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11-11-2010 | Article

Allergy is not main trigger of urticaria in children


Free abstract

MedWire News: Children with urticaria are frequently referred to the pediatric emergency room, but researchers report that only a few cases are severe and due to allergy.

Urticaria, a skin rash that causes pale red, raised, itchy bumps, often worries parents to the extent that they take affected children to the emergency room.

Giampaolo Ricci and colleagues from the University of Bologna in Italy studied 814 such children and found that only 2% had severe clinical manifestations of the condition.

Infections of the respiratory tract were the most frequently suspected cause of the skin condition, followed by a drug side effect.

Allergic urticaria was diagnosed in just 11% of children, with food allergies (largely milk or egg in children under 2 years of age and nuts in children older than 5 years) and inhaled allergens being the most common causes.

The researchers note in the Journal of the European Academy of Dermatology and Venereology that the different causes of urticaria make it important to study the patient's personal medical history to correctly diagnose the condition.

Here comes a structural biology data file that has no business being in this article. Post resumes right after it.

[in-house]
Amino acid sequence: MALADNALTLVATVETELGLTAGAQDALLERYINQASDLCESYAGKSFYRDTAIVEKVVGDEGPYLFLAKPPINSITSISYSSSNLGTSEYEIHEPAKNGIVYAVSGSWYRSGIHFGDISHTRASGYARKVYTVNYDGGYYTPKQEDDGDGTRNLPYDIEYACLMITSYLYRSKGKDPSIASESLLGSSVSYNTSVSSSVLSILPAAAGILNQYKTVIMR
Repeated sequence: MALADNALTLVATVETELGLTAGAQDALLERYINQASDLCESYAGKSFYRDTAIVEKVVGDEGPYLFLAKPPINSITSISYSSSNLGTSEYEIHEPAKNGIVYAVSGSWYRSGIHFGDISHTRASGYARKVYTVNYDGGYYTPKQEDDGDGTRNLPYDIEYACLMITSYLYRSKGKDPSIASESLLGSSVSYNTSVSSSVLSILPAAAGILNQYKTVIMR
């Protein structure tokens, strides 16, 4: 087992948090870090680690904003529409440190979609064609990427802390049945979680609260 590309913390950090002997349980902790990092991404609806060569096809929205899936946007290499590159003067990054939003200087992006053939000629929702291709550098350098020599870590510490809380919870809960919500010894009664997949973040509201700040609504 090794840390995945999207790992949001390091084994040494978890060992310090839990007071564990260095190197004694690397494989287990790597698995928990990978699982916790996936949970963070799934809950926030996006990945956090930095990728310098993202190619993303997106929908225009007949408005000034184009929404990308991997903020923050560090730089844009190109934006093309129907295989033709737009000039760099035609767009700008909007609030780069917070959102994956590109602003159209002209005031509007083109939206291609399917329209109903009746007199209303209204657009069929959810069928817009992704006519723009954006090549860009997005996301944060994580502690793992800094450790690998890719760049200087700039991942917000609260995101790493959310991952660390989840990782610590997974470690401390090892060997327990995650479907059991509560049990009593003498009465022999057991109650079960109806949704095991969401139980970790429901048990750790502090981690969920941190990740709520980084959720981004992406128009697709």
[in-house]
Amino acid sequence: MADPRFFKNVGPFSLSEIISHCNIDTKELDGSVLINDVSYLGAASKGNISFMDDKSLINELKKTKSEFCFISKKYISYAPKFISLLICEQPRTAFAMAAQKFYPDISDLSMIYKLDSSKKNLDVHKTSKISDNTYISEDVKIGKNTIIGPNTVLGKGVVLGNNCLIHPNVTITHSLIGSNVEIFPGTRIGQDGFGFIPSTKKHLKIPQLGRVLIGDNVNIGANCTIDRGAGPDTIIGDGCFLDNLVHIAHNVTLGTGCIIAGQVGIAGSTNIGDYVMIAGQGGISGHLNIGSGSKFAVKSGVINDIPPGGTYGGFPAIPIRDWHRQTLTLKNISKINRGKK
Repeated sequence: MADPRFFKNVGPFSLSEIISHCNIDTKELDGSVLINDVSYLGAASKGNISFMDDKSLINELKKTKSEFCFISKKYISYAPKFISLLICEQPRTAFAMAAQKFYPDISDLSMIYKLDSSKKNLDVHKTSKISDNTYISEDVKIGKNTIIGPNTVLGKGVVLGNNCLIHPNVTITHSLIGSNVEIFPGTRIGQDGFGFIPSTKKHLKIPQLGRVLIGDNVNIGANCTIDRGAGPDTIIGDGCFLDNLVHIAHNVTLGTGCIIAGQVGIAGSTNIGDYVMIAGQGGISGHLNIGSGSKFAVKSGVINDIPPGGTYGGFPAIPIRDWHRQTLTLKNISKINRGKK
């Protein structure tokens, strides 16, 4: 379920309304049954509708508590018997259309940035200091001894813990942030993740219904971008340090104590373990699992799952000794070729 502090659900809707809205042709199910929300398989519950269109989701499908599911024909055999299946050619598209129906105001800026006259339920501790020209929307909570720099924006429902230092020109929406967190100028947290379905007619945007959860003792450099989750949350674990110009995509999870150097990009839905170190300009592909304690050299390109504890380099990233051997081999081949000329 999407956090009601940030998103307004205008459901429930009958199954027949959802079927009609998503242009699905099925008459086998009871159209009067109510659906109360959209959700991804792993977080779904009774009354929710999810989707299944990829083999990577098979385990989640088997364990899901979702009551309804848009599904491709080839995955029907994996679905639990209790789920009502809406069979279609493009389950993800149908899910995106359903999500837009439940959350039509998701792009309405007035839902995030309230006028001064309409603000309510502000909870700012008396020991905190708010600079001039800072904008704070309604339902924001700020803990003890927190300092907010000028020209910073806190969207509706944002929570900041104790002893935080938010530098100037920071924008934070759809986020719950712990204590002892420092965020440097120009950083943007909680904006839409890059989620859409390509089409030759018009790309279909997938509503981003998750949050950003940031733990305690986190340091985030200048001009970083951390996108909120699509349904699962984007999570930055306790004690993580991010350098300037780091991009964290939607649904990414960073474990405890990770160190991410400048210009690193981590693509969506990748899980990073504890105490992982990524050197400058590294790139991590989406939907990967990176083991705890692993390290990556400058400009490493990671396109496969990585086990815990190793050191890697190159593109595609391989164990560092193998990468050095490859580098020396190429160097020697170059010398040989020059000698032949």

Also, given the low number of cases with allergic urticaria, they recommend against routine allergy testing in patients with an isolated short episode of urticaria unless they have a clinical history of allergy.

Dr Ricci and team also found that children under 2 years of age were more likely to be referred to the pediatric emergency room with urticaria than older children. They suggest that this may be because the condition is more frequent in children of this age or because of a higher concern among patients of younger children.

MedWire ( is an independent clinical news service provided by Current Medicine Group, a trading division of Springer Healthcare Limited. © Springer Healthcare Ltd; 2010

By Lucy Piper